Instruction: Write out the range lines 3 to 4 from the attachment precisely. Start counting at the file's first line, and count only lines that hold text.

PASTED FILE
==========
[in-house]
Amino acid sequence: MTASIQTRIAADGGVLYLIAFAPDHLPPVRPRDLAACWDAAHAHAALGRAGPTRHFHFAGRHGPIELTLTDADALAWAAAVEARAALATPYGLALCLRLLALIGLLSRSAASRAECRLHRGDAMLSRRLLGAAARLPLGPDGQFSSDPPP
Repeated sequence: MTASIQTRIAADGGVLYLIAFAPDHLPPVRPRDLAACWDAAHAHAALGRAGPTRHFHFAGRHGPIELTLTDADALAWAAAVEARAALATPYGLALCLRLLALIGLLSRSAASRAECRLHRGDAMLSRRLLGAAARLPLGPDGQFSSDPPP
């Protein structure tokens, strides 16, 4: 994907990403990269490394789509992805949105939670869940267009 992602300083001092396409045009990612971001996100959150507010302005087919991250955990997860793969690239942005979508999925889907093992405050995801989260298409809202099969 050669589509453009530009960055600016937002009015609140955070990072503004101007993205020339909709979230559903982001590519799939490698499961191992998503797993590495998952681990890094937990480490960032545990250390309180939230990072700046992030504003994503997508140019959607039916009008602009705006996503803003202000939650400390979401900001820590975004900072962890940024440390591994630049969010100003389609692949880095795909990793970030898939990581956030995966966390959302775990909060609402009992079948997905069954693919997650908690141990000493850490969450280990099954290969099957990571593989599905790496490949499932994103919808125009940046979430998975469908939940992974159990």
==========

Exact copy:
Repeated sequence: MTASIQTRIAADGGVLYLIAFAPDHLPPVRPRDLAACWDAAHAHAALGRAGPTRHFHFAGRHGPIELTLTDADALAWAAAVEARAALATPYGLALCLRLLALIGLLSRSAASRAECRLHRGDAMLSRRLLGAAARLPLGPDGQFSSDPPP
């Protein structure tokens, strides 16, 4: 994907990403990269490394789509992805949105939670869940267009 992602300083001092396409045009990612971001996100959150507010302005087919991250955990997860793969690239942005979508999925889907093992405050995801989260298409809202099969 050669589509453009530009960055600016937002009015609140955070990072503004101007993205020339909709979230559903982001590519799939490698499961191992998503797993590495998952681990890094937990480490960032545990250390309180939230990072700046992030504003994503997508140019959607039916009008602009705006996503803003202000939650400390979401900001820590975004900072962890940024440390591994630049969010100003389609692949880095795909990793970030898939990581956030995966966390959302775990909060609402009992079948997905069954693919997650908690141990000493850490969450280990099954290969099957990571593989599905790496490949499932994103919808125009940046979430998975469908939940992974159990």